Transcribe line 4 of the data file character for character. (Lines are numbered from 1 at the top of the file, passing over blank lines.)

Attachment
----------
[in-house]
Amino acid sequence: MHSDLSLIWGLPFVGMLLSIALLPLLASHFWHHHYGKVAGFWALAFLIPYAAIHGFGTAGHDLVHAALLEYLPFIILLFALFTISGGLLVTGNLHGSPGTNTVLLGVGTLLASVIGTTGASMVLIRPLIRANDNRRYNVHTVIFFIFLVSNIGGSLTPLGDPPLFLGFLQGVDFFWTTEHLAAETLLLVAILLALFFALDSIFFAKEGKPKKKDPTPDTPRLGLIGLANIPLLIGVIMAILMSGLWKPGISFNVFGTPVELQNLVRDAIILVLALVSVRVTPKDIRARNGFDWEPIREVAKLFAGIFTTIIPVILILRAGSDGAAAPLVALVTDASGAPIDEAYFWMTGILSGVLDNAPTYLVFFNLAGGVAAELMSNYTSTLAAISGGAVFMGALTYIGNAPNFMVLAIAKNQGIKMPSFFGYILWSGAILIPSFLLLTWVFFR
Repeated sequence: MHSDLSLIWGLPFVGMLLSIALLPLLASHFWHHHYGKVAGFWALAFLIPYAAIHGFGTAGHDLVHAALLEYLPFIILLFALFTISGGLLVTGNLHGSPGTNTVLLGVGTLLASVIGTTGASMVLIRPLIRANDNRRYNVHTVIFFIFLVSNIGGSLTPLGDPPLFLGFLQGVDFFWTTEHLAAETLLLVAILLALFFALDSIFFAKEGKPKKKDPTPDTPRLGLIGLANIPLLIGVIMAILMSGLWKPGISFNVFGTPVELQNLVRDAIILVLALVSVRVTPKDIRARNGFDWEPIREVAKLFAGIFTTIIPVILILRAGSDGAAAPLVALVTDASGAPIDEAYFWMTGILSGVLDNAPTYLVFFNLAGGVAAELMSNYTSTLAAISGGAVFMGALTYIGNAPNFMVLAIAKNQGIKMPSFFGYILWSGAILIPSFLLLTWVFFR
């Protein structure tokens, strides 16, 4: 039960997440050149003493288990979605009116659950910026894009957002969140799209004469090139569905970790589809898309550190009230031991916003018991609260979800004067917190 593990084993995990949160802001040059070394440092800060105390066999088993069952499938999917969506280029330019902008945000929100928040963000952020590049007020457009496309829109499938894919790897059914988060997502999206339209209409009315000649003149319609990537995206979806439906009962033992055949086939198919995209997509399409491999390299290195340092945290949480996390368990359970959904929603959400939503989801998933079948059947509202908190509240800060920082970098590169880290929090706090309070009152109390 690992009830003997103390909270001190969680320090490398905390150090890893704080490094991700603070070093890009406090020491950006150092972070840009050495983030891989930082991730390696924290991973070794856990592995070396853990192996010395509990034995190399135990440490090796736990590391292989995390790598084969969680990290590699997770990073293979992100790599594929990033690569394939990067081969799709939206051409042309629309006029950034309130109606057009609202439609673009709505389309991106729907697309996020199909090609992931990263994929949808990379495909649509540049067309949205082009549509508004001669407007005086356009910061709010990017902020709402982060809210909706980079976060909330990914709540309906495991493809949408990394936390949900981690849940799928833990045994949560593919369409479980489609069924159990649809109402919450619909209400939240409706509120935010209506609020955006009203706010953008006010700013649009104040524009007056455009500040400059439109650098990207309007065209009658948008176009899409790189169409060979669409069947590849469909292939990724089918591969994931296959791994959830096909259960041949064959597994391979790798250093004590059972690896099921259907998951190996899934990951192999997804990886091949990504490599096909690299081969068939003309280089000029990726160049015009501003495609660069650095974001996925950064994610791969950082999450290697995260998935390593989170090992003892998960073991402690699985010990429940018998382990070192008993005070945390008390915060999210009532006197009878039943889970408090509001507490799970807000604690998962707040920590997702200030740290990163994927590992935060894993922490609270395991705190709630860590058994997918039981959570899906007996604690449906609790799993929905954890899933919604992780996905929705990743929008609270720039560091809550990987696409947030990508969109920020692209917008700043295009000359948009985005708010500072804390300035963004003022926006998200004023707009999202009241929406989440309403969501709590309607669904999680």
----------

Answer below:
């Protein structure tokens, strides 16, 4: 039960997440050149003493288990979605009116659950910026894009957002969140799209004469090139569905970790589809898309550190009230031991916003018991609260979800004067917190 593990084993995990949160802001040059070394440092800060105390066999088993069952499938999917969506280029330019902008945000929100928040963000952020590049007020457009496309829109499938894919790897059914988060997502999206339209209409009315000649003149319609990537995206979806439906009962033992055949086939198919995209997509399409491999390299290195340092945290949480996390368990359970959904929603959400939503989801998933079948059947509202908190509240800060920082970098590169880290929090706090309070009152109390 690992009830003997103390909270001190969680320090490398905390150090890893704080490094991700603070070093890009406090020491950006150092972070840009050495983030891989930082991730390696924290991973070794856990592995070396853990192996010395509990034995190399135990440490090796736990590391292989995390790598084969969680990290590699997770990073293979992100790599594929990033690569394939990067081969799709939206051409042309629309006029950034309130109606057009609202439609673009709505389309991106729907697309996020199909090609992931990263994929949808990379495909649509540049067309949205082009549509508004001669407007005086356009910061709010990017902020709402982060809210909706980079976060909330990914709540309906495991493809949408990394936390949900981690849940799928833990045994949560593919369409479980489609069924159990649809109402919450619909209400939240409706509120935010209506609020955006009203706010953008006010700013649009104040524009007056455009500040400059439109650098990207309007065209009658948008176009899409790189169409060979669409069947590849469909292939990724089918591969994931296959791994959830096909259960041949064959597994391979790798250093004590059972690896099921259907998951190996899934990951192999997804990886091949990504490599096909690299081969068939003309280089000029990726160049015009501003495609660069650095974001996925950064994610791969950082999450290697995260998935390593989170090992003892998960073991402690699985010990429940018998382990070192008993005070945390008390915060999210009532006197009878039943889970408090509001507490799970807000604690998962707040920590997702200030740290990163994927590992935060894993922490609270395991705190709630860590058994997918039981959570899906007996604690449906609790799993929905954890899933919604992780996905929705990743929008609270720039560091809550990987696409947030990508969109920020692209917008700043295009000359948009985005708010500072804390300035963004003022926006998200004023707009999202009241929406989440309403969501709590309607669904999680």